The lecture today is about athletic competition and what it means to be a real athlete.
This is occasioned by somebody I heard on the radio Thursday night. I was driving home from an event and made the mistake of tuning into WSSP, one of the sports talk stations in Milwaukee. I have no idea who the guy I was listening to was, but he sure sounded like an authority. Of course all sports talk radio guys sound like experts.
Here’s what this guy said: "The Bucks lost to the Indiana Pacers tonight by five points. The worst team in the league almost beat the best team in the league in their home arena. And I was scared. Really frightened. This is a team that is supposed to be tanking. I was really frightened that they would win."
Find the most outrageous dunce cap, put it on this guy and send him to sit in a corner until spring comes.
In all of my years of covering, talking and thinking sports, I have never heard such an idiotic statement.
You know what he’s talking about. If the Bucks end up with the worst record in the league they will most likely have the first pick in the draft. Whoever this idiot is obviously belongs to the wacko crew who think the Bucks should purposely lose games so they ensure they will get that pick.
It’s time someone took these crazies to task, and I am the guy to do it.
It’s obvious that none of these people has ever played competitive sports. They are probably those little guys who sit around in their basement with computers pretending to be play-by-play announcers.
Anyone who has ever played sports understands that the concept of losing on purpose is absolutely foreign to the ethic and joy of playing a game.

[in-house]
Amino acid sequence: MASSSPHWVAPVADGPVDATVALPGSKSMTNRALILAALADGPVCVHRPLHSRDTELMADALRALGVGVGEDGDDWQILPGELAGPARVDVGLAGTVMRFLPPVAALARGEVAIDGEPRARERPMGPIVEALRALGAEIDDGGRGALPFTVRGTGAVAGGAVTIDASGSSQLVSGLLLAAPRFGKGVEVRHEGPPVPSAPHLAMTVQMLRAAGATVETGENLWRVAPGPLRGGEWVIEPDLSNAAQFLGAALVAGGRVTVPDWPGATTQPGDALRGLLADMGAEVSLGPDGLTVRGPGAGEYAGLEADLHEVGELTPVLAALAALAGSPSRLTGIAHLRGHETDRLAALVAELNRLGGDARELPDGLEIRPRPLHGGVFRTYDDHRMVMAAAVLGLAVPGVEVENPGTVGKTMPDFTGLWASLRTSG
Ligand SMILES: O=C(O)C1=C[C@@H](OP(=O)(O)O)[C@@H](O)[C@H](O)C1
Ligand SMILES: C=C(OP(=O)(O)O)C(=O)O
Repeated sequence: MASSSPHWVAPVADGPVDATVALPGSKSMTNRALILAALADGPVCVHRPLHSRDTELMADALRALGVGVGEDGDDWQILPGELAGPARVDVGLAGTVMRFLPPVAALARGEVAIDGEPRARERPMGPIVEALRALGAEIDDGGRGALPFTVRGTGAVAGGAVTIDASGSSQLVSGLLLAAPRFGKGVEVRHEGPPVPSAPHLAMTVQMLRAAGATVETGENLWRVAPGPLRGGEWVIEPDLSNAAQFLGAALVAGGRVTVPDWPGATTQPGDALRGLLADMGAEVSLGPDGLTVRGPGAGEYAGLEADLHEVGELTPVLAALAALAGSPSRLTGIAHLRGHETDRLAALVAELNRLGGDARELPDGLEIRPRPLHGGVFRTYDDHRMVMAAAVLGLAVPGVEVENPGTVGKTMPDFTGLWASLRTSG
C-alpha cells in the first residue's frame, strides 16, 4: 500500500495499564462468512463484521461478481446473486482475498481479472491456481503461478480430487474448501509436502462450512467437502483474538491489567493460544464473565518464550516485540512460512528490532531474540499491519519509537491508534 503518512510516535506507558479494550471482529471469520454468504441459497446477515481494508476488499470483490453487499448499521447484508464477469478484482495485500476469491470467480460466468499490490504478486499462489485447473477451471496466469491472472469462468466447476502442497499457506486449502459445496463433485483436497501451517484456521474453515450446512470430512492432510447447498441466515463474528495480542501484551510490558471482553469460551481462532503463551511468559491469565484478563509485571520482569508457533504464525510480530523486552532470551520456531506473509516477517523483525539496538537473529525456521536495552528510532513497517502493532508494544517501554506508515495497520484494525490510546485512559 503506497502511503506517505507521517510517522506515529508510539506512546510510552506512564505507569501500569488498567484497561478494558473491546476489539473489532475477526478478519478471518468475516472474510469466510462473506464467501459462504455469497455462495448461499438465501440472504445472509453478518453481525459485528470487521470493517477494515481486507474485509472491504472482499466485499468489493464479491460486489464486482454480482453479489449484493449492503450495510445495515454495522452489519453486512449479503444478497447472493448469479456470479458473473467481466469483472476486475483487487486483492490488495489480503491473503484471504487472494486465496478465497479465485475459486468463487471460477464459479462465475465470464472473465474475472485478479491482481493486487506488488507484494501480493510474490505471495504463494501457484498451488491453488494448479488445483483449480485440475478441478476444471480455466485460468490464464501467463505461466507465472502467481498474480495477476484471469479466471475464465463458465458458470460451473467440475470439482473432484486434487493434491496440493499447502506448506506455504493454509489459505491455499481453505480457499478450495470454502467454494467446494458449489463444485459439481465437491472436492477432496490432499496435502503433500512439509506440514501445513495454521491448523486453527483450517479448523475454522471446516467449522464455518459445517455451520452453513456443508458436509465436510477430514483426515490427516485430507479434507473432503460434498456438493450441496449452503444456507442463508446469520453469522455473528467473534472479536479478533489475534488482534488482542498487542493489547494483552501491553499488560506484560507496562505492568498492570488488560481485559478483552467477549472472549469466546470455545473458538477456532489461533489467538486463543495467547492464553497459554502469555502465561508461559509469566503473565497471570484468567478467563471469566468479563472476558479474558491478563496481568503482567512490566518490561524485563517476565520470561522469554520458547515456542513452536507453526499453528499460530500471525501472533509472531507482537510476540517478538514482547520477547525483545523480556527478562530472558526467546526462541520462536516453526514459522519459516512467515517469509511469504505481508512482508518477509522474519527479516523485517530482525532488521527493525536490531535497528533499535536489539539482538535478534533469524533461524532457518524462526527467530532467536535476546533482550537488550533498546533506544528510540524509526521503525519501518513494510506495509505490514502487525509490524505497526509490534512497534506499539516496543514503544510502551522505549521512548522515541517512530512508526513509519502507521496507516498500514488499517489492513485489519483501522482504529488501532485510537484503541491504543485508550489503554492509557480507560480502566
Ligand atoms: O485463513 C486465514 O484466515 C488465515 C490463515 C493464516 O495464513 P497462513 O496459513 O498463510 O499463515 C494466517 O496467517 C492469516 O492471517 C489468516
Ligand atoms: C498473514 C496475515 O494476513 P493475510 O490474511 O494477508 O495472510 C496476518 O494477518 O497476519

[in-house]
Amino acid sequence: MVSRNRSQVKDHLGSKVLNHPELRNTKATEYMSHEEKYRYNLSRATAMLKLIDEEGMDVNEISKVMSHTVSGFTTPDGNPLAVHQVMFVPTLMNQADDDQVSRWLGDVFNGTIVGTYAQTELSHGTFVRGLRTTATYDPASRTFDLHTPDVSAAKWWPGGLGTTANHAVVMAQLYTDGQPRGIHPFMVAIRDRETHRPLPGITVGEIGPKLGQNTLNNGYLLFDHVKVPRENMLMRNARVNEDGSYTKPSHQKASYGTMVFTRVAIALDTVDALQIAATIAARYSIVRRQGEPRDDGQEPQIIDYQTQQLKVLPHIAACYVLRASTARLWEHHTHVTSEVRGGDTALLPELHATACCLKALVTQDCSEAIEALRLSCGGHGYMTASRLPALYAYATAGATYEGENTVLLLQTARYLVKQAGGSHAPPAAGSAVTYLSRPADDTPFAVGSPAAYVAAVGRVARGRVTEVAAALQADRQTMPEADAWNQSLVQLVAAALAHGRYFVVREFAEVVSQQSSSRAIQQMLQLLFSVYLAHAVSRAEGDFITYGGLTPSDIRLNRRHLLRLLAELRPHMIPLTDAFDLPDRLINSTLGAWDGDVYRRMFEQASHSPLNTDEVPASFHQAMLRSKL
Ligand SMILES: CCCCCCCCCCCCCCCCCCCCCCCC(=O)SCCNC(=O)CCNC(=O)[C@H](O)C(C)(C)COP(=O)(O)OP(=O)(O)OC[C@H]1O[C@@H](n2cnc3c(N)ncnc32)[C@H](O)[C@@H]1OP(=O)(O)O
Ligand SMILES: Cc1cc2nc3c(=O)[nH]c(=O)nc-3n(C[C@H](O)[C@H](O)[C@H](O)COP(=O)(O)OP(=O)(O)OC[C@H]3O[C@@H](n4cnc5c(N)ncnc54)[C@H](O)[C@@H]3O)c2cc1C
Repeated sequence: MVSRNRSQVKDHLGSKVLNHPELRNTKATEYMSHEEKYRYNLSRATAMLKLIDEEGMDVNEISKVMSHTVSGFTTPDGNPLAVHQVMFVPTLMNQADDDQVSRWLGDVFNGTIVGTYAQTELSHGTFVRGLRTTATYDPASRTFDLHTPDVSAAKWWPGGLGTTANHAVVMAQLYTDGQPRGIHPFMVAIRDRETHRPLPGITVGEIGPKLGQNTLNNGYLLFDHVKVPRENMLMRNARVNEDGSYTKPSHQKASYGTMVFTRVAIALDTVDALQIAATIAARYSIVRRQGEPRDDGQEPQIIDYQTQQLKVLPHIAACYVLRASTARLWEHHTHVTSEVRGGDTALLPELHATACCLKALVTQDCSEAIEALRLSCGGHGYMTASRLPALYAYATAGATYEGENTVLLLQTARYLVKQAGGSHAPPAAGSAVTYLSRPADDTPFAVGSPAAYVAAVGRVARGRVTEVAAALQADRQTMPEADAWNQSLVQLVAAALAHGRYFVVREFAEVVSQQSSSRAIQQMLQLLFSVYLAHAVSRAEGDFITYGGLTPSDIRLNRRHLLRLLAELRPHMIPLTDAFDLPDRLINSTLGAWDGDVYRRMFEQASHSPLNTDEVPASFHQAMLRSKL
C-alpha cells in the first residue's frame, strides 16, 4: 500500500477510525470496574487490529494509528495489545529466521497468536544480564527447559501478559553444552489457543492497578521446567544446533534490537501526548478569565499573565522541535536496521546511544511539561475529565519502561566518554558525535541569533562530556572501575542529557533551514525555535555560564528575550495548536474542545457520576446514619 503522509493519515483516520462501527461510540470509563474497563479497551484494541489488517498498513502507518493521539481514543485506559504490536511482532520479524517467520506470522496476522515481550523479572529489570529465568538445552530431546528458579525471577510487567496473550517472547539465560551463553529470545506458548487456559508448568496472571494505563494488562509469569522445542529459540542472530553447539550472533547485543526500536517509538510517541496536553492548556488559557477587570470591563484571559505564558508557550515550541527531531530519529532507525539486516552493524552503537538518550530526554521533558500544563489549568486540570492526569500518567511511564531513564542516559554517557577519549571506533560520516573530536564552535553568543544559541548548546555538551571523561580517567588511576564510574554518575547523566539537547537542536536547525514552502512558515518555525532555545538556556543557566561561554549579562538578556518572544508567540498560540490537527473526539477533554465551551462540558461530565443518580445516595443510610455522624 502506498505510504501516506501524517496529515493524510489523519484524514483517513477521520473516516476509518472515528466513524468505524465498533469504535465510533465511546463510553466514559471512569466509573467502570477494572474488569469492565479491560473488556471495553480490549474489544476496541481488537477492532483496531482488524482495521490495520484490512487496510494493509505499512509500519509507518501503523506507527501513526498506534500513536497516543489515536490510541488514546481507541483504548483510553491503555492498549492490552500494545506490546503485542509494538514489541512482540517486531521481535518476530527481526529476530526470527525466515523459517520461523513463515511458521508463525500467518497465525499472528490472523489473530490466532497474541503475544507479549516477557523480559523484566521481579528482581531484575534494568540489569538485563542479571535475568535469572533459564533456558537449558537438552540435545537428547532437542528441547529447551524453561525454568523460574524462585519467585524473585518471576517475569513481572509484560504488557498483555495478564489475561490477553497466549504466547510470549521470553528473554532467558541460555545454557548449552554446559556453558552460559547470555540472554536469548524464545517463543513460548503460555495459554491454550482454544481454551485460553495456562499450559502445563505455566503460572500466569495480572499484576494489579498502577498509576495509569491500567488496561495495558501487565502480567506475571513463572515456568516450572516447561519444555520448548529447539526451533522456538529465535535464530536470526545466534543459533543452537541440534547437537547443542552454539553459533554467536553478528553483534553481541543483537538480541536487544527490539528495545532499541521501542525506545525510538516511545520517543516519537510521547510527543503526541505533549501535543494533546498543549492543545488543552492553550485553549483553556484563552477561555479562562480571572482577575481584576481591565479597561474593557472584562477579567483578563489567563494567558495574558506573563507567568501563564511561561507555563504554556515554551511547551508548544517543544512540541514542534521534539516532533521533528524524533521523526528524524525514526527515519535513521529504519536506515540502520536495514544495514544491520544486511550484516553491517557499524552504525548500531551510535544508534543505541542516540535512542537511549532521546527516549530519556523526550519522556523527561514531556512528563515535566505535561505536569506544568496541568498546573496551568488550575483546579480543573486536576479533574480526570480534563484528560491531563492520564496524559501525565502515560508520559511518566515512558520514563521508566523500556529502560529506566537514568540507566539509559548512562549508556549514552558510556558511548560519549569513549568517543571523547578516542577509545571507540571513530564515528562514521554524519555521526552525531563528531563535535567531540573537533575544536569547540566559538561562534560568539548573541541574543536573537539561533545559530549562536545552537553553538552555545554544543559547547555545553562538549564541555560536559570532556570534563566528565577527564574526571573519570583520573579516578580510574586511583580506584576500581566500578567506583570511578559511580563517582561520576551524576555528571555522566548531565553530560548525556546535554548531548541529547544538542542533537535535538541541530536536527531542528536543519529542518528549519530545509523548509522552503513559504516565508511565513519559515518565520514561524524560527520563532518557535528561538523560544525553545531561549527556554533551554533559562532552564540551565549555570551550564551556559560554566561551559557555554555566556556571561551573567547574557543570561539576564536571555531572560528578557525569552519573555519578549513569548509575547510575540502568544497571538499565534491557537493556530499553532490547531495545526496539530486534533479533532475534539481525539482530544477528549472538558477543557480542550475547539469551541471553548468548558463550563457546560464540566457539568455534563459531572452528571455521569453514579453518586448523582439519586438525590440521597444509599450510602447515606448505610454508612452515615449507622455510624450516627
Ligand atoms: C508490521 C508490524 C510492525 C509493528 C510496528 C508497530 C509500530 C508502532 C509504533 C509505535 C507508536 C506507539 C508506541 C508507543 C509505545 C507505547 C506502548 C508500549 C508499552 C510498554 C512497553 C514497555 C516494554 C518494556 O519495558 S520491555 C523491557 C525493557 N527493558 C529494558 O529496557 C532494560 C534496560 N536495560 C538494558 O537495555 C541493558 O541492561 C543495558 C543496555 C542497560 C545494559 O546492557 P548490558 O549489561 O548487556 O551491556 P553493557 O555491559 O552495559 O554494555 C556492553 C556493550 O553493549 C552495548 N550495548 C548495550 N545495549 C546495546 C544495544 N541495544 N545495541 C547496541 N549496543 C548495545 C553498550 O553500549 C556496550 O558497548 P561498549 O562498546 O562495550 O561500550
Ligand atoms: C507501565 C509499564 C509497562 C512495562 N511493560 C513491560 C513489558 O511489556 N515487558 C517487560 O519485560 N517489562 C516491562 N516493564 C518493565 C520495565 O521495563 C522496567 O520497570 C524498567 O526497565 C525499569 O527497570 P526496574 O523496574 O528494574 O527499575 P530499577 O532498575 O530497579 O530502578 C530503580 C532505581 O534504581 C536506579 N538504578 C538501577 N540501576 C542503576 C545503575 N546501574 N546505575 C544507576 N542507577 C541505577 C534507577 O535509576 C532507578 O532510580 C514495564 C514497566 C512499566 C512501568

The greatest joy in sports comes from winning. The second greatest joy comes from trying hard to win. The third greatest joy comes from playing.
Not on that list, at all, is trying to lose.
If these people would stop and think clearly for just a moment (a task seemingly beyond them) they would realize how ridiculous they sound.
Let’s say, just for argument’s sake, that the Bucks decided to give in to this school of thought. How do they do it?
Do they tell the players to take it easy on the court? Miss shots on purpose? Commit turnovers? Kick rebounds out of bounds? Never make a free throw? Foul out of games in the first quarter?
Does John Hammond tell Larry Drew to start the five worst players? Does Drew signal to opponents what play the Bucks are going to run?
How about Hammond? Does he decide to hide his best players on the injured list? Does he suspend players for conduct detrimental to the team?
See how absurd this is?
There are no athletes who are going to put up with being told not to try. A big part of the reason they are athletes is they appreciate the skill and hard work that goes into being the best you can be. Go tell an athlete that you want to lose games so you can get a top draft pick and you are liable to get your head handed to you.
Anybody who thinks the Bucks should tank, including that radio imbecile, should be ashamed of themselves.
And I should be ashamed of myself for wasting even one second listening to this guy.
With a history in Milwaukee stretching back decades, Dave tries to bring a unique perspective to his writing, whether it's sports, politics, theater or any other issue.
He's seen Milwaukee grow, suffer pangs of growth, strive for success and has been involved in many efforts to both shape and re-shape the city. He's a happy man, now that he's quit playing golf, and enjoys music, his children and grandchildren and the myriad of sports in this state. He loves great food and hates bullies and people who think they are smarter than everyone else.
This whole Internet thing continues to baffle him, but he's willing to play the game as long as OnMilwaukee.com keeps lending him a helping hand. He is constantly amazed that just a few dedicated people can provide so much news and information to a hungry public.
Despite some opinions to the contrary, Dave likes most stuff. But he is a skeptic who constantly wonders about the world around him. So many questions, so few answers.